Georgetown University in Qatar celebrate Black History Month

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DOHA, QATAR - View of the campus of Georgetown University Qatar located in the Education City complex launched by the Qatar Foundation in Doha, Qatar.

Georgetown University in Qatar, in collaboration with the US Embassy, celebrated Black History Month, taking inspiration from Martin Luther King Jr.’s autobiography, and aiming to educate and inspire attendees to strive for equality and justice.

The dean of Georgetown University in Qatar, Dr. Safwan Masri, opened the commemorative event saying, “Georgetown University in Qatar is proud to commemorate Black History Month as part of our ongoing commitment to diversity, equity, and inclusion through courses, research initiatives, and public events” adding how grateful he was to his students “for working so hard to encourage engagement and education on racial justice in our academic community and beyond.”

US Ambassador to the State of Qatar, Timmy T. Davis, delivered a reading of Dr. King’s autobiography, and played a recording of Luther King’s iconic “I Have a Dream” speech, to inspire and emphasize its pivotal role in the civil rights movement.

Martin Luther King Jr was a Baptist minister and social activist who led the civil rights movement in the United States from the mid-1950s until his assassination in 1968. Fundamental to the movement’s success in ending the legal segregation of African Americans in parts of the United States his “I Have a Dream” speech delivered to over 250,000 civil rights supporters from the steps of the Lincoln Memorial in Washington became one of the most iconic speeches in American history.

Ambassador Davis told the attendees “The Reverend Dr. Martin Luther King changed history. If he had not fought for the civil rights of Black Americans, sacrificing his freedom and eventually his life, I may not have had the chance to serve my country as Ambassador. His legacy continues to inspire me, and those around the world who seek justice through his approach of nonviolent protest”.

The US Embassy staff performed a rendition of what is considered the Black National Anthem “Lift Every Voice and Sing” about the hope for freedom.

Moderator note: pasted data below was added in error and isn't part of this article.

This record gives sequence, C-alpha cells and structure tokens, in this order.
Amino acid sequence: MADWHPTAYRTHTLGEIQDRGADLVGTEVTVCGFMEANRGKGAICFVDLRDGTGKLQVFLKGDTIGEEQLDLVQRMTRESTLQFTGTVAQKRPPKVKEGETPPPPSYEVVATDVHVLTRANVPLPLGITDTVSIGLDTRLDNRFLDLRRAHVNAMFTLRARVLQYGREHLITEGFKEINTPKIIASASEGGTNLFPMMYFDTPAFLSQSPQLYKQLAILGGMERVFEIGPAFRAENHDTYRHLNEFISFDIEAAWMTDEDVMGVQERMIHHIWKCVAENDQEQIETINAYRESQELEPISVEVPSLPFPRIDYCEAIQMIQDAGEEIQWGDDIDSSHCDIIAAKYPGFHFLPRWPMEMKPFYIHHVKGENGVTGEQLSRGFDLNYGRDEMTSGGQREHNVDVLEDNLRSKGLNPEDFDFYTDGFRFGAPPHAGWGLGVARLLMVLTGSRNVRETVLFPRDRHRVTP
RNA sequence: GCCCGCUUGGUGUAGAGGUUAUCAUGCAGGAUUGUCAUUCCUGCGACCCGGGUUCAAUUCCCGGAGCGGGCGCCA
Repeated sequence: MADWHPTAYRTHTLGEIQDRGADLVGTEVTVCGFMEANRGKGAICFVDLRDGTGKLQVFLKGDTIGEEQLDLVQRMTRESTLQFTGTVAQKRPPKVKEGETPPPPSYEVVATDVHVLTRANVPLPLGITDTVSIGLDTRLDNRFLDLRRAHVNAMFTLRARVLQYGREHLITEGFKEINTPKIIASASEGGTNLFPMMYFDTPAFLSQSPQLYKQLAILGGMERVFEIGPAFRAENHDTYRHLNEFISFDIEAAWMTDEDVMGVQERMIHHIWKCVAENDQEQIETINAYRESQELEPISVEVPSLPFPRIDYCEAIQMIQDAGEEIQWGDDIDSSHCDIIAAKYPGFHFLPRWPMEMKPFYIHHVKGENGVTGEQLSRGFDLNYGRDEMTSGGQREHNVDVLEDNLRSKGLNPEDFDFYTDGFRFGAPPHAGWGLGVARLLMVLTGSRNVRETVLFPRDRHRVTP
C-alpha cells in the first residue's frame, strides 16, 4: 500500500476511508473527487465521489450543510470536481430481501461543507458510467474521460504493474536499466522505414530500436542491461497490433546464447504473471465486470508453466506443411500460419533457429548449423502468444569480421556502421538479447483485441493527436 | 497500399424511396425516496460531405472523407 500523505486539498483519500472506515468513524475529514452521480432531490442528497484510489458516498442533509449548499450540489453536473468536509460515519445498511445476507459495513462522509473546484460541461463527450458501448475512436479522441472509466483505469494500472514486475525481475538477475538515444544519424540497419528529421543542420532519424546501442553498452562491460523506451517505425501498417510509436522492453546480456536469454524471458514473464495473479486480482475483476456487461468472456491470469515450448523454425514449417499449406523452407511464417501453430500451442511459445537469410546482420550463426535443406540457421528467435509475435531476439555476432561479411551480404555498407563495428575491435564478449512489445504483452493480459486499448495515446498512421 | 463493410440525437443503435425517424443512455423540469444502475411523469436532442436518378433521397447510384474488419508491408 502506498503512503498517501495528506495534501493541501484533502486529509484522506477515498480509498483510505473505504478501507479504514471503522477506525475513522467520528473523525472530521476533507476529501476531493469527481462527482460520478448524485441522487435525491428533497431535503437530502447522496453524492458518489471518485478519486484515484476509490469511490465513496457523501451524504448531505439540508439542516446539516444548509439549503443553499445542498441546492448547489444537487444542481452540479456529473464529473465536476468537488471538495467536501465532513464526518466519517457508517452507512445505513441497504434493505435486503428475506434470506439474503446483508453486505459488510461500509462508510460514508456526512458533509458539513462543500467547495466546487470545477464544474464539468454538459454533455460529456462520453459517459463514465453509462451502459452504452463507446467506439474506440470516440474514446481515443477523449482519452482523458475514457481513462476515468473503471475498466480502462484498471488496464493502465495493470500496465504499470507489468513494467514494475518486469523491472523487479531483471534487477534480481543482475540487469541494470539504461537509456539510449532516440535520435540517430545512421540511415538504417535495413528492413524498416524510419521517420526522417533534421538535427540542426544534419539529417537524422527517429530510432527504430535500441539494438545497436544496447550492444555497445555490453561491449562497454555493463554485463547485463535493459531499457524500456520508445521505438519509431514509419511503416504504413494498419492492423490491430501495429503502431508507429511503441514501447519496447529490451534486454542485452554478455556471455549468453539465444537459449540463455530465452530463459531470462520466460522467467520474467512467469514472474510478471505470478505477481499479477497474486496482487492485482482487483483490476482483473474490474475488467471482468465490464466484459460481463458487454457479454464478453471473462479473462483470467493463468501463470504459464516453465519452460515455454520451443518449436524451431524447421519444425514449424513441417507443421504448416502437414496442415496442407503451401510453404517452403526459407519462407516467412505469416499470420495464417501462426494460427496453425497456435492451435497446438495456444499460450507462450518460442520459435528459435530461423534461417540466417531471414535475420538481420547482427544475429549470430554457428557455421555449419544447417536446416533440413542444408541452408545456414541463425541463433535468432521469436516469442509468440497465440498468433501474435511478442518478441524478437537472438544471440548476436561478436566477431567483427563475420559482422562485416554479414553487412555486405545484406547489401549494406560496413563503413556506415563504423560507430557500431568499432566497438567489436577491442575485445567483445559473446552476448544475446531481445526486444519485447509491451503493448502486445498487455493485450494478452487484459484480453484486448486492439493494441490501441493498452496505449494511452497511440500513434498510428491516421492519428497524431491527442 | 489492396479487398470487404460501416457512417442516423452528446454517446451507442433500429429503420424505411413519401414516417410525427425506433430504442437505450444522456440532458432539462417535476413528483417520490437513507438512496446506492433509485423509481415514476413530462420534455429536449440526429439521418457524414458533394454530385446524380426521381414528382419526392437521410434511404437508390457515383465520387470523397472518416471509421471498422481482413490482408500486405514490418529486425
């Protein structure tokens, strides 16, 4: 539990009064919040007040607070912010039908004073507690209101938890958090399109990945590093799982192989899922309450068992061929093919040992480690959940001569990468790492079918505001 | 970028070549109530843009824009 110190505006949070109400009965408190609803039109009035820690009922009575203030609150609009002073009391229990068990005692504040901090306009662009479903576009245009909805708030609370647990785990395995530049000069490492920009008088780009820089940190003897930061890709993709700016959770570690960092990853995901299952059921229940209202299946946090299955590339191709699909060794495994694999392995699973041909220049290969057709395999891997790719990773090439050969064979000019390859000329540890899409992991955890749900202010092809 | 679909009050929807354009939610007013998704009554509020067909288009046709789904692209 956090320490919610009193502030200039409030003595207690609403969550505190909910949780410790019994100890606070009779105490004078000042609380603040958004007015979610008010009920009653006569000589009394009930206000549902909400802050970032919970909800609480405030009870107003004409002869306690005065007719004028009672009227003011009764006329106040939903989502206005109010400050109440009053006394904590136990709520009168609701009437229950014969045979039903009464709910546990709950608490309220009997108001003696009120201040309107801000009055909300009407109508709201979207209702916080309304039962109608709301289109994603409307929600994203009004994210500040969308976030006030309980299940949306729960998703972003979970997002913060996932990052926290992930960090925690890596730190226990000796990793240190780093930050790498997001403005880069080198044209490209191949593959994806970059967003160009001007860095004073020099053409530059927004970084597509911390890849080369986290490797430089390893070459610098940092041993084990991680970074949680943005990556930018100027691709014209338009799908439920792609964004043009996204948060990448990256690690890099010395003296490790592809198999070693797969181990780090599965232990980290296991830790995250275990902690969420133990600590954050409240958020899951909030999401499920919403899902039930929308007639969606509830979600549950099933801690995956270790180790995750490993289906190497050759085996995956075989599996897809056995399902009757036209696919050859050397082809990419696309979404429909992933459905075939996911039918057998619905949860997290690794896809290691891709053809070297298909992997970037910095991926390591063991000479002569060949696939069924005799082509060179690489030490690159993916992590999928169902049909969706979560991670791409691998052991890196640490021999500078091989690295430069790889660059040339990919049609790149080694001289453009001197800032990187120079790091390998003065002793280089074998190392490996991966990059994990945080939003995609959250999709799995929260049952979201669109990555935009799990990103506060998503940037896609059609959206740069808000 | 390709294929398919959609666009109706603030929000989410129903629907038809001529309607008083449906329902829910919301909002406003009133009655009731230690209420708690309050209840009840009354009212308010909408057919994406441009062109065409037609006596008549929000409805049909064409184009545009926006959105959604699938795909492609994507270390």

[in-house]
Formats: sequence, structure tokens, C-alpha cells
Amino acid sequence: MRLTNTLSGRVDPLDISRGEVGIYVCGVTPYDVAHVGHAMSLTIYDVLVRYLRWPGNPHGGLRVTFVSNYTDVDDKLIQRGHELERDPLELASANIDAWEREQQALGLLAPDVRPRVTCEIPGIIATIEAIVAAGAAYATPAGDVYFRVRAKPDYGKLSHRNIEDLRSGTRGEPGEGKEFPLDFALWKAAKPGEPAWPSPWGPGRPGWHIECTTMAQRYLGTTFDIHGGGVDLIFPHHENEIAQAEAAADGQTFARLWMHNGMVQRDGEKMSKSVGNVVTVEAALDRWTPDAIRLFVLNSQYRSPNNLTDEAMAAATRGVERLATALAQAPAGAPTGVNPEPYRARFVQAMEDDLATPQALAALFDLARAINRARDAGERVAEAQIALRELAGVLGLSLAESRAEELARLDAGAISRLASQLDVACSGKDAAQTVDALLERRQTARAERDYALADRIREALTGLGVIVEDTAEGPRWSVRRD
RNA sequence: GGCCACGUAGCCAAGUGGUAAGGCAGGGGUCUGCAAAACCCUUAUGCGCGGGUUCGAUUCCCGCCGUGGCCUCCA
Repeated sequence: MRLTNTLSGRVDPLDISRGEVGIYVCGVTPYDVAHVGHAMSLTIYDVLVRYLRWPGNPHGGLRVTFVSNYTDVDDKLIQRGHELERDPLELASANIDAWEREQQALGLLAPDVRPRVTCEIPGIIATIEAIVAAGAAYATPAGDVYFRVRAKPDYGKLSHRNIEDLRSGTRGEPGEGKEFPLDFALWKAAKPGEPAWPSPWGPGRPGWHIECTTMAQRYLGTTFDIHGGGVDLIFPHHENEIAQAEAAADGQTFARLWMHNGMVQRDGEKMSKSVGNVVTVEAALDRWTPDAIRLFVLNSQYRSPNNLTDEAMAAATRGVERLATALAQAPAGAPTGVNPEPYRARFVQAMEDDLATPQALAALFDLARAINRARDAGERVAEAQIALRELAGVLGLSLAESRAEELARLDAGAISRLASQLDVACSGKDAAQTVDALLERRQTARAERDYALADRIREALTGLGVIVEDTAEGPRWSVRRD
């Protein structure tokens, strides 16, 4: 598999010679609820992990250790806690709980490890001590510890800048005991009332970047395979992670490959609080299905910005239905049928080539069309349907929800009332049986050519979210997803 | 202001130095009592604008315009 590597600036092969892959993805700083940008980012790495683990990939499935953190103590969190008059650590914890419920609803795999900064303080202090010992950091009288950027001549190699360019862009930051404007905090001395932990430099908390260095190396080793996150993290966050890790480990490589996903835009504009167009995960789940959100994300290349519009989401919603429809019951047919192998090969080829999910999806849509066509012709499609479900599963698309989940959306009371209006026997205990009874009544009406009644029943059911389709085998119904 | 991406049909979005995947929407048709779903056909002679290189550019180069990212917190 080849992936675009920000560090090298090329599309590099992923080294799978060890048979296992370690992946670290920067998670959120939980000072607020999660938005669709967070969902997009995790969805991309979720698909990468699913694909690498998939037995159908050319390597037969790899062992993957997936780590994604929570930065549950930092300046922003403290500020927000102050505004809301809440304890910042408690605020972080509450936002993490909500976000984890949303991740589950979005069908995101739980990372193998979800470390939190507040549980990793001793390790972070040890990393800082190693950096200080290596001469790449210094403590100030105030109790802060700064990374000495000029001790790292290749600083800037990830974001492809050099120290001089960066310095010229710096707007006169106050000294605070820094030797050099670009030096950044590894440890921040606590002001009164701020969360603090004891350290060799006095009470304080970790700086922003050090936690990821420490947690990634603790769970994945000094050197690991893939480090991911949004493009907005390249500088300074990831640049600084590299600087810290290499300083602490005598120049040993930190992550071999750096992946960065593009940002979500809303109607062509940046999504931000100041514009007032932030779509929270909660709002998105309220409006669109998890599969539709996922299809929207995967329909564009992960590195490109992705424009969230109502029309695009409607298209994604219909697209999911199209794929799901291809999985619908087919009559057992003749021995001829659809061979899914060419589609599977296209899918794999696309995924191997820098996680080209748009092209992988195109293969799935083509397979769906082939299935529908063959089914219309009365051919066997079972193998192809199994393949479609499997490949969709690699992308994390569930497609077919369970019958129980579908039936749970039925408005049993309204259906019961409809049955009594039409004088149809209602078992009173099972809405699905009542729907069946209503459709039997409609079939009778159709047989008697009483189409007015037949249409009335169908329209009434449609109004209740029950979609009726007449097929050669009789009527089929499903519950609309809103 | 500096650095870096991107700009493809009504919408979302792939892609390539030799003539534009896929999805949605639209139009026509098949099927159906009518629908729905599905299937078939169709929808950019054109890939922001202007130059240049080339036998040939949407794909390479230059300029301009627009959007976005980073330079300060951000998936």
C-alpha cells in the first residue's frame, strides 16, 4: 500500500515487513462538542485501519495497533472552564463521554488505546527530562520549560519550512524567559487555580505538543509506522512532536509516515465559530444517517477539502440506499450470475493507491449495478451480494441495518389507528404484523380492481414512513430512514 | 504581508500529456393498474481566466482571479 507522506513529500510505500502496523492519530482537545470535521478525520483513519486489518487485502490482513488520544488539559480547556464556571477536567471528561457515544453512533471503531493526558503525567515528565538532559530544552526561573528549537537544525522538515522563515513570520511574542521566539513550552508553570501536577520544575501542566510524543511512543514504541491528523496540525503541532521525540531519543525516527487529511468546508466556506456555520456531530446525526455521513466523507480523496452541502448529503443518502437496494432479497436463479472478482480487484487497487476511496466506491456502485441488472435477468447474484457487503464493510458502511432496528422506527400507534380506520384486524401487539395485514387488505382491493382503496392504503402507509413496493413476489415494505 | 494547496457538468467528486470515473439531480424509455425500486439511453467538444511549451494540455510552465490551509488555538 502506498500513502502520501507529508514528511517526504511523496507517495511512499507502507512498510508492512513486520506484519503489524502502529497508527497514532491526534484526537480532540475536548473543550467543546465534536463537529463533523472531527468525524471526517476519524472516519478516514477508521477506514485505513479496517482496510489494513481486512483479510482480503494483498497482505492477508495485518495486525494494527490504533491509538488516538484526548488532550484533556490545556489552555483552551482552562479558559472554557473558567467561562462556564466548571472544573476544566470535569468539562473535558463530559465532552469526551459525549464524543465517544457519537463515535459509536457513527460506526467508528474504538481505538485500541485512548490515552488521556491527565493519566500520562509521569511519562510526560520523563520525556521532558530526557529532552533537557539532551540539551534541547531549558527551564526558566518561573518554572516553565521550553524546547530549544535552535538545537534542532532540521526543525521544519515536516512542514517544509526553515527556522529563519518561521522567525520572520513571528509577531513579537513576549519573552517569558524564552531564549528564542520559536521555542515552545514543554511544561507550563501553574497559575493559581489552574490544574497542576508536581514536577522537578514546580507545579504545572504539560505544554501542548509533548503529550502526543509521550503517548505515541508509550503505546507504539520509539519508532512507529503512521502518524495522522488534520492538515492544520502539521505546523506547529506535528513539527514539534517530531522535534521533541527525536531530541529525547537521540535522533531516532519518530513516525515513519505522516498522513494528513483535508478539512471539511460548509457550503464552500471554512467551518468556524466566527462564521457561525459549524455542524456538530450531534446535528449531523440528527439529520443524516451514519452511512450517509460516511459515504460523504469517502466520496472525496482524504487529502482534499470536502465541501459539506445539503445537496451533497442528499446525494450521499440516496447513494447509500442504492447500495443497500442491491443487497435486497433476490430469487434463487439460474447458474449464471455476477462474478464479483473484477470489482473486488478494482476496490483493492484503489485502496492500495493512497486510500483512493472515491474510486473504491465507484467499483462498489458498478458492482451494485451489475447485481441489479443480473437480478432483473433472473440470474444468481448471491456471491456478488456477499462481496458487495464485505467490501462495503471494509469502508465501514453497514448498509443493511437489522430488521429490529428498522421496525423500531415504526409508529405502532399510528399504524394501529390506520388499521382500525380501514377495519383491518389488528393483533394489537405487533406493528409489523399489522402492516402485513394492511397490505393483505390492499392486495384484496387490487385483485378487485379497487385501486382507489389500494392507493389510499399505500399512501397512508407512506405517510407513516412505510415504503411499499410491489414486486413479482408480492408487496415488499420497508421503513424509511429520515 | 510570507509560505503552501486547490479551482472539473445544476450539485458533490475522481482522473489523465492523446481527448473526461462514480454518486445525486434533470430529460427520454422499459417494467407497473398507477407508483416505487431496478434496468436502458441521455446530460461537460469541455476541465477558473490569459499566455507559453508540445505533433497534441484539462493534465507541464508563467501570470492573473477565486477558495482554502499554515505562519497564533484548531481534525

Event moderator and co-president of the Black Students Association, Michelle Siyabonga Hadebe, who majors in International Politics and minors in African Studies, stressed: “It is about so much more than the Civil Rights Movement. It’s about the lives, the contributions, and the impact that Black people have had in academia, culture, business, STEM, and other fields. We are not just talking about the past, but contributions that are being made today… My hope is that we continue to celebrate black history all year long. Black people make history every day, not just in February.”

Several other GU-Q (Georgetown University in Qatar) activities have been planned to provide educational opportunities that foster a better understanding of black culture and history. 

Some communities transformed February into Negro History Month as early as the 1940s. With the rise of the American civil rights movement and Black consciousness in the 1960s, Negro History Week had increasingly become Black History Month. 

The choice of the month of February to celebrate Black History dates back further than one might imagine. It is the birth month of two figures who loom large in black history: President Abraham Lincoln (born February 12th) who issued the Emancipation Proclamation and African American abolitionist and author, Frederik Douglass (born February 14th). Since the deaths of both figures in 1865 and 1895, respectively, the Black community have celebrated their contributions to African American liberation and civil rights on their birthdays.


In the early 20th century, eminent American historian, Carter G. Woodson, who pioneered African American studies, was inspired by a three-week national celebration of the 50th anniversary of emancipation in 1915, founded the Association for the Study of Negro Life and History (ASNLH), that ultimately furthered the institutionalization of February as Black History Month. By 1976, the then U.S. President Gerald Ford, urged Americans to participate in its observance, a custom repeated by US Presidents ever since.

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